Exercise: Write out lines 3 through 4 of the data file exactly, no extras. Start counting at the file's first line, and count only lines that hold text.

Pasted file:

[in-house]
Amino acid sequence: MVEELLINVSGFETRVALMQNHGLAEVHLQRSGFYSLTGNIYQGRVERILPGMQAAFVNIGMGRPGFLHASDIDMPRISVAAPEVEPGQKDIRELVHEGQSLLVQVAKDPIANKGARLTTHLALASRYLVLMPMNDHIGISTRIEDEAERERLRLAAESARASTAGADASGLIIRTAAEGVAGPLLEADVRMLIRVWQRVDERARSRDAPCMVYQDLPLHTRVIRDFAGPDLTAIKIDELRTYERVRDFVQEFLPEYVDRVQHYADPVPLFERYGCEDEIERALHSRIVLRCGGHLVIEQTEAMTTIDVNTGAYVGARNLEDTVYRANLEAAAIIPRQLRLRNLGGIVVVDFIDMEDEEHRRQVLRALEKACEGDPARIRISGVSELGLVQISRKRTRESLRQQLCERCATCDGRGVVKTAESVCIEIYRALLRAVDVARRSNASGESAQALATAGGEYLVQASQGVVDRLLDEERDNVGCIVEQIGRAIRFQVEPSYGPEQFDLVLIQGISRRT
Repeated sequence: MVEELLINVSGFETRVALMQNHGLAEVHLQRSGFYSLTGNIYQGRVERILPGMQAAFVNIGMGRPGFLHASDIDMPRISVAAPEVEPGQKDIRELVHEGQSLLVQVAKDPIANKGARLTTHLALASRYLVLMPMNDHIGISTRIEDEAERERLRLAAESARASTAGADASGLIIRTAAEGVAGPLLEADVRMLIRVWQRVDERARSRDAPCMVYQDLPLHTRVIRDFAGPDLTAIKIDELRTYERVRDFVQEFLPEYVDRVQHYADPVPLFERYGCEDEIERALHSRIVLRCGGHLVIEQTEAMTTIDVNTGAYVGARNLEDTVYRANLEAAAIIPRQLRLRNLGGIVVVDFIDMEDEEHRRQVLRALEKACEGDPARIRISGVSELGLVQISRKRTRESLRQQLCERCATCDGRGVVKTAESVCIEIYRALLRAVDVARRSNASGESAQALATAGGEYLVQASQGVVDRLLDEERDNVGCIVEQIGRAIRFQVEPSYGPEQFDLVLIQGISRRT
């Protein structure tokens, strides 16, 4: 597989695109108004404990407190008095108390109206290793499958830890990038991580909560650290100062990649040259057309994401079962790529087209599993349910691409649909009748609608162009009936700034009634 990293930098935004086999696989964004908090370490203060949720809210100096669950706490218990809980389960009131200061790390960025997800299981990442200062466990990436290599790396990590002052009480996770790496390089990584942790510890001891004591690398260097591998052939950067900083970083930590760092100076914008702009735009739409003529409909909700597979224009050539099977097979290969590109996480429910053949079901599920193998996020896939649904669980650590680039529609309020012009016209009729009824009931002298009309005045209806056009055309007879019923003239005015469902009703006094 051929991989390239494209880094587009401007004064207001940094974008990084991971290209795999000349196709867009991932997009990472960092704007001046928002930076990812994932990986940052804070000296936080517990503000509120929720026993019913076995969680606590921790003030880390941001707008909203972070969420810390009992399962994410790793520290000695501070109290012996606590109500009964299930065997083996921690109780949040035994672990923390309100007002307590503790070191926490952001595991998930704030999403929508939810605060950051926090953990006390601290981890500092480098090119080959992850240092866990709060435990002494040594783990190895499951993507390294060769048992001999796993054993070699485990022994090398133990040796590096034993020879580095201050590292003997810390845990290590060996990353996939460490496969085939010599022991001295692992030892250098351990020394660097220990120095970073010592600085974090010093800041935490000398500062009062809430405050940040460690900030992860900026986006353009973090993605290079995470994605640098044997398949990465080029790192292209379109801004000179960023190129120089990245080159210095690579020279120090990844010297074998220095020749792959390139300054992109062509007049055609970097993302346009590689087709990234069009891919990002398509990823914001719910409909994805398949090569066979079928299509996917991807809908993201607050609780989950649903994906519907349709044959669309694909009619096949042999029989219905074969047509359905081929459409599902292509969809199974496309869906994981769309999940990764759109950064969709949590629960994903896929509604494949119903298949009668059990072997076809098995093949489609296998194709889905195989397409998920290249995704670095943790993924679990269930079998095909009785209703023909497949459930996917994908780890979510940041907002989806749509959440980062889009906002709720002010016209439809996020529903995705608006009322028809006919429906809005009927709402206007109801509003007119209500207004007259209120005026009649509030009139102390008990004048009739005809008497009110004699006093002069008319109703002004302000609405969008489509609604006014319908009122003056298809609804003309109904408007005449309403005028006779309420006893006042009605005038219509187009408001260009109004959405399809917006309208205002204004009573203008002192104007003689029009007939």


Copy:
Repeated sequence: MVEELLINVSGFETRVALMQNHGLAEVHLQRSGFYSLTGNIYQGRVERILPGMQAAFVNIGMGRPGFLHASDIDMPRISVAAPEVEPGQKDIRELVHEGQSLLVQVAKDPIANKGARLTTHLALASRYLVLMPMNDHIGISTRIEDEAERERLRLAAESARASTAGADASGLIIRTAAEGVAGPLLEADVRMLIRVWQRVDERARSRDAPCMVYQDLPLHTRVIRDFAGPDLTAIKIDELRTYERVRDFVQEFLPEYVDRVQHYADPVPLFERYGCEDEIERALHSRIVLRCGGHLVIEQTEAMTTIDVNTGAYVGARNLEDTVYRANLEAAAIIPRQLRLRNLGGIVVVDFIDMEDEEHRRQVLRALEKACEGDPARIRISGVSELGLVQISRKRTRESLRQQLCERCATCDGRGVVKTAESVCIEIYRALLRAVDVARRSNASGESAQALATAGGEYLVQASQGVVDRLLDEERDNVGCIVEQIGRAIRFQVEPSYGPEQFDLVLIQGISRRT
């Protein structure tokens, strides 16, 4: 597989695109108004404990407190008095108390109206290793499958830890990038991580909560650290100062990649040259057309994401079962790529087209599993349910691409649909009748609608162009009936700034009634 990293930098935004086999696989964004908090370490203060949720809210100096669950706490218990809980389960009131200061790390960025997800299981990442200062466990990436290599790396990590002052009480996770790496390089990584942790510890001891004591690398260097591998052939950067900083970083930590760092100076914008702009735009739409003529409909909700597979224009050539099977097979290969590109996480429910053949079901599920193998996020896939649904669980650590680039529609309020012009016209009729009824009931002298009309005045209806056009055309007879019923003239005015469902009703006094 051929991989390239494209880094587009401007004064207001940094974008990084991971290209795999000349196709867009991932997009990472960092704007001046928002930076990812994932990986940052804070000296936080517990503000509120929720026993019913076995969680606590921790003030880390941001707008909203972070969420810390009992399962994410790793520290000695501070109290012996606590109500009964299930065997083996921690109780949040035994672990923390309100007002307590503790070191926490952001595991998930704030999403929508939810605060950051926090953990006390601290981890500092480098090119080959992850240092866990709060435990002494040594783990190895499951993507390294060769048992001999796993054993070699485990022994090398133990040796590096034993020879580095201050590292003997810390845990290590060996990353996939460490496969085939010599022991001295692992030892250098351990020394660097220990120095970073010592600085974090010093800041935490000398500062009062809430405050940040460690900030992860900026986006353009973090993605290079995470994605640098044997398949990465080029790192292209379109801004000179960023190129120089990245080159210095690579020279120090990844010297074998220095020749792959390139300054992109062509007049055609970097993302346009590689087709990234069009891919990002398509990823914001719910409909994805398949090569066979079928299509996917991807809908993201607050609780989950649903994906519907349709044959669309694909009619096949042999029989219905074969047509359905081929459409599902292509969809199974496309869906994981769309999940990764759109950064969709949590629960994903896929509604494949119903298949009668059990072997076809098995093949489609296998194709889905195989397409998920290249995704670095943790993924679990269930079998095909009785209703023909497949459930996917994908780890979510940041907002989806749509959440980062889009906002709720002010016209439809996020529903995705608006009322028809006919429906809005009927709402206007109801509003007119209500207004007259209120005026009649509030009139102390008990004048009739005809008497009110004699006093002069008319109703002004302000609405969008489509609604006014319908009122003056298809609804003309109904408007005449309403005028006779309420006893006042009605005038219509187009408001260009109004959405399809917006309208205002204004009573203008002192104007003689029009007939």